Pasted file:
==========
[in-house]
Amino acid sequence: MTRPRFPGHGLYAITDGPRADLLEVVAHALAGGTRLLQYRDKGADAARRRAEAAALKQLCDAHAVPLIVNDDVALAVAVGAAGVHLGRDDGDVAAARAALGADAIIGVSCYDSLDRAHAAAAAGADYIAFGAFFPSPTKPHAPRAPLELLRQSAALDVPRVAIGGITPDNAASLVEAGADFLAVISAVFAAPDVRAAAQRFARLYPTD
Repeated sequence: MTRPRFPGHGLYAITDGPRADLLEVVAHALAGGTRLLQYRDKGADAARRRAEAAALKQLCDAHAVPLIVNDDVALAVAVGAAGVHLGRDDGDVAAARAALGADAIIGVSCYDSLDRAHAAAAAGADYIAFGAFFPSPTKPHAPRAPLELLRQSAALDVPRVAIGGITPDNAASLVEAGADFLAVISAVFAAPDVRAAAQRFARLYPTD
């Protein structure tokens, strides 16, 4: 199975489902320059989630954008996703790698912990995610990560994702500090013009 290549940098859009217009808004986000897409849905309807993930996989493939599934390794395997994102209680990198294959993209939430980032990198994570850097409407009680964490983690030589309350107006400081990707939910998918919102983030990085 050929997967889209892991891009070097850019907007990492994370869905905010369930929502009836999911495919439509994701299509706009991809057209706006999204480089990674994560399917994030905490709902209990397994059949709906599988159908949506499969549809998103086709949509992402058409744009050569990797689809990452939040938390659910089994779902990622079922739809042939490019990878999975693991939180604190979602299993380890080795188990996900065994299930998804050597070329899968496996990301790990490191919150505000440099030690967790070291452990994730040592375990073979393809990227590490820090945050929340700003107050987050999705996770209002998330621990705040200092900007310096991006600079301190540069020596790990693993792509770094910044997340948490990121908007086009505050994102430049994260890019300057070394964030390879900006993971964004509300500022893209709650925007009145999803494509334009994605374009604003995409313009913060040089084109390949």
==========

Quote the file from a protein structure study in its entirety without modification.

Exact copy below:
[in-house]
Amino acid sequence: MTRPRFPGHGLYAITDGPRADLLEVVAHALAGGTRLLQYRDKGADAARRRAEAAALKQLCDAHAVPLIVNDDVALAVAVGAAGVHLGRDDGDVAAARAALGADAIIGVSCYDSLDRAHAAAAAGADYIAFGAFFPSPTKPHAPRAPLELLRQSAALDVPRVAIGGITPDNAASLVEAGADFLAVISAVFAAPDVRAAAQRFARLYPTD
Repeated sequence: MTRPRFPGHGLYAITDGPRADLLEVVAHALAGGTRLLQYRDKGADAARRRAEAAALKQLCDAHAVPLIVNDDVALAVAVGAAGVHLGRDDGDVAAARAALGADAIIGVSCYDSLDRAHAAAAAGADYIAFGAFFPSPTKPHAPRAPLELLRQSAALDVPRVAIGGITPDNAASLVEAGADFLAVISAVFAAPDVRAAAQRFARLYPTD
């Protein structure tokens, strides 16, 4: 199975489902320059989630954008996703790698912990995610990560994702500090013009 290549940098859009217009808004986000897409849905309807993930996989493939599934390794395997994102209680990198294959993209939430980032990198994570850097409407009680964490983690030589309350107006400081990707939910998918919102983030990085 050929997967889209892991891009070097850019907007990492994370869905905010369930929502009836999911495919439509994701299509706009991809057209706006999204480089990674994560399917994030905490709902209990397994059949709906599988159908949506499969549809998103086709949509992402058409744009050569990797689809990452939040938390659910089994779902990622079922739809042939490019990878999975693991939180604190979602299993380890080795188990996900065994299930998804050597070329899968496996990301790990490191919150505000440099030690967790070291452990994730040592375990073979393809990227590490820090945050929340700003107050987050999705996770209002998330621990705040200092900007310096991006600079301190540069020596790990693993792509770094910044997340948490990121908007086009505050994102430049994260890019300057070394964030390879900006993971964004509300500022893209709650925007009145999803494509334009994605374009604003995409313009913060040089084109390949």